I’m Lance Scott O’Brian and I was born at North Miami General, which no longer exists. I grew up in Coconut Grove and South Miami.
I’m a hippie baby who grew up with a hippie mom. Mom didn’t have it easy. Dad died when I was almost 5. I was the oldest so you can imagine what the other two brothers were like. But I give her a lot of credit. We all had a strong bond.
My two biggest loves in life that aren’t people are surfing and reggae. They were both introduced to me by my mother’s brother, my Uncle Robbie. I can remember surfing with him as young as 4 years old.
But this being Florida, the only times we could catch great waves was during hurricanes. Hurricane Sandy (in 2012) brought some of the best waves I’ve ever surfed in Florida. We didn’t get the full effects of the hurricane but we got the optimal effects as far as the waves. There were probably waves in excess of 20 feet, bigger than a two-story building. It was like nothing I’d ever seen.
It takes a level of bravery to surf during hurricanes. I think Florida as a whole creates hardcore surfers. We constantly have that feeling of wanting what we can’t have. And when you get some, you just want more. That’s the kind of surfer that’s been bred in South Florida. The 11-time world surfing champion is from Florida, of all places. It’s one of the worst in the world for consistently good surf. But we produce hardcore surfers.
We have to be very dedicated, plus we need to have courage and maybe a little ignorance and stupidity. But you also learn when it’s good and when it’s bad.
I remember this one hurricane where they were saying the offshore winds were over 100 mph. I drove my car right up to the beach to check the waves. I had a little car at the time and it was shaking. It almost felt like it was elevating. The winds were so good that I surfed for three hours by myself.
During Andrew (in 1992) they evacuated the beach but I stayed, and with my friend Oscar we spent the night at my place on West Avenue. At the time I was living on the second floor and they said storm surge would be as high as 20 feet initially. So being on the second floor wasn’t even high enough. Then they lowered it to 10, maybe 12, feet.
Oscar and I couldn’t sleep because the wind was blowing so hard it was rattling the windows. At 3 a.m., we heard a loud crash. One of the back windows had broken in the bedroom. The two buildings to the east of me created a wind tunnel, so the sound was amplified. What happened was a pebble went through one of my windows and it was so incredibly noisy.
We tied one of our surfboard leashes around the door handle because it wouldn’t stay shut tight. We had a battery powered radio and were listening to (meteorologist) Bryan Norcross on the radio. Oscar even called him up.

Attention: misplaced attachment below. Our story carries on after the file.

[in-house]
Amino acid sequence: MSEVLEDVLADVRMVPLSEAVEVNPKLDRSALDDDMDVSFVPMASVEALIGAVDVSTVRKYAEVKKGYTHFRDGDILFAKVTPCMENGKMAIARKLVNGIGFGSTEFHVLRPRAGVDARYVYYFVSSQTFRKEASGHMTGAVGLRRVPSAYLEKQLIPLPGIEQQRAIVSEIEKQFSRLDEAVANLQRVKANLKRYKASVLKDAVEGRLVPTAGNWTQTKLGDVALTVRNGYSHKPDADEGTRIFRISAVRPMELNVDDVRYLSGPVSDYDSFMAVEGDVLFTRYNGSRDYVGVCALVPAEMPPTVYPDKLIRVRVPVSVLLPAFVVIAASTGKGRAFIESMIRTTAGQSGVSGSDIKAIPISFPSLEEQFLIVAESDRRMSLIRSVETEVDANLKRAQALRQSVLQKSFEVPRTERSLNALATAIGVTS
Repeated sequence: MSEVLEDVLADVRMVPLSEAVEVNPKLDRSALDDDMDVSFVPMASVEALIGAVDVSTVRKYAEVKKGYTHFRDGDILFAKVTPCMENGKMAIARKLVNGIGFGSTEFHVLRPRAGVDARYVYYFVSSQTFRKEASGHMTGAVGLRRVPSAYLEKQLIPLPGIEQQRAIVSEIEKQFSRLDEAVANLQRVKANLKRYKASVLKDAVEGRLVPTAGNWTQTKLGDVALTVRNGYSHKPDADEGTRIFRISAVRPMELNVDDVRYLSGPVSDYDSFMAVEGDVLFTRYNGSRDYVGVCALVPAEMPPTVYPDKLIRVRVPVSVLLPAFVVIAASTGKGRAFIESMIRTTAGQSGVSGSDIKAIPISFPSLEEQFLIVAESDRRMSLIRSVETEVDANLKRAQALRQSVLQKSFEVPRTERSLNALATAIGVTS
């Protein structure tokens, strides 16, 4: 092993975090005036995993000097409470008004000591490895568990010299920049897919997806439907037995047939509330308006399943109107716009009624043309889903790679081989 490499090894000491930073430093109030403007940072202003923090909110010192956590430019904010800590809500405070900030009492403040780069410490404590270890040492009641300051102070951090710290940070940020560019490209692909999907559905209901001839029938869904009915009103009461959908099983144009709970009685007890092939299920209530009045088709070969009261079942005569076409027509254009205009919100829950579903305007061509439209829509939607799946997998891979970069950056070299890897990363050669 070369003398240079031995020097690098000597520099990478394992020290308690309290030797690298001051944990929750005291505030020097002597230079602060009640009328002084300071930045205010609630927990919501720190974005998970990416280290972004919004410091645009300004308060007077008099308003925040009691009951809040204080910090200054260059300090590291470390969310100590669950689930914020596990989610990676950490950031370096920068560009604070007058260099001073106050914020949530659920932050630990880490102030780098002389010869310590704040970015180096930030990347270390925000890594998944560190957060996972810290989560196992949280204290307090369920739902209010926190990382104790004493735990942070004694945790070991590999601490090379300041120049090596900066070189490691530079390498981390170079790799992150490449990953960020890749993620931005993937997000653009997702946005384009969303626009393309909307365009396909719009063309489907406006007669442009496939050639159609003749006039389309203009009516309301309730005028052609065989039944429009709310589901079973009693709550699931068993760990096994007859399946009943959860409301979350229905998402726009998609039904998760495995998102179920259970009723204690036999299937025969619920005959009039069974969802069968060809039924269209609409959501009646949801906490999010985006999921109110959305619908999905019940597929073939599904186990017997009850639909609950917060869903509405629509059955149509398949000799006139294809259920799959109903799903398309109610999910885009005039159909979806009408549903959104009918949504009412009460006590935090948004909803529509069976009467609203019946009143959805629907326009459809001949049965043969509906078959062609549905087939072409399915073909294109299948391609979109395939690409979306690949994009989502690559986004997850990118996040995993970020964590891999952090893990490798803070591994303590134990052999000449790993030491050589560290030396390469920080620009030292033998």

Bryan said, “We got Oscar in Miami Beach. What are you doing in Miami Beach? You’re not supposed to be out there.” We told him we’re on the second floor and that we planned to go surf and jump off the second floor into the water. He called us crazy, so that was funny.
We ended up falling asleep a little bit after it calmed down, probably 5 o’clock in the morning. I think we slept for maybe two hours. I remember being all hot and sweaty and we jumped in the car, grabbed the boat as we went to the beach and it was horrible. There were waves but they were so weak and breaking on the shore. I kept thinking about how I made all these sacrifices for this. I was so bummed.
But it’s always a gamble. When I moved up to the Panhandle we went through Hurricane Eloise (in 1975). It wiped out Panama City. Then we went to Mobile, Alabama, where seven tornadoes touched down. Then I went to North Carolina for college and in my first year there were eight hurricanes that hit southern North Carolina.
So I’ve been through a lot of hurricanes. They don’t faze me. I know what they can do. I know when they’re most dangerous. They’re unpredictable, so you have to be very cautious and on alert. I think I would probably be a better judge than most because I’ve had a lot of experience. But at the same time you don’t want to be stupid.
I’ve definitely taken some risks to surf, when most people are probably getting out of town. I remember driving down Ocean Drive and all the hotels were boarded up.
What surfing does for me is a lot. It’s that whole spiritual, emotional and physical element that it brings to my life. That’s why I love it so much. Nothing else has brought to me what surfing does.
Tell us your story
HistoryMiami invites you to share your Miami Story.
To submit: Submit your story and photo(s) at www.HistoryMiami.org. Your story may be posted at MiamiHerald.com/miamistories, published in Sunday’s Neighbors print edition and archived at HistoryMiami.org/miamistories.
About Miami Stories: This project is a partnership between HistoryMiami, Miami Herald Media Co., WLRN and Michael Weiser, chairman of the National Conference on Citizenship.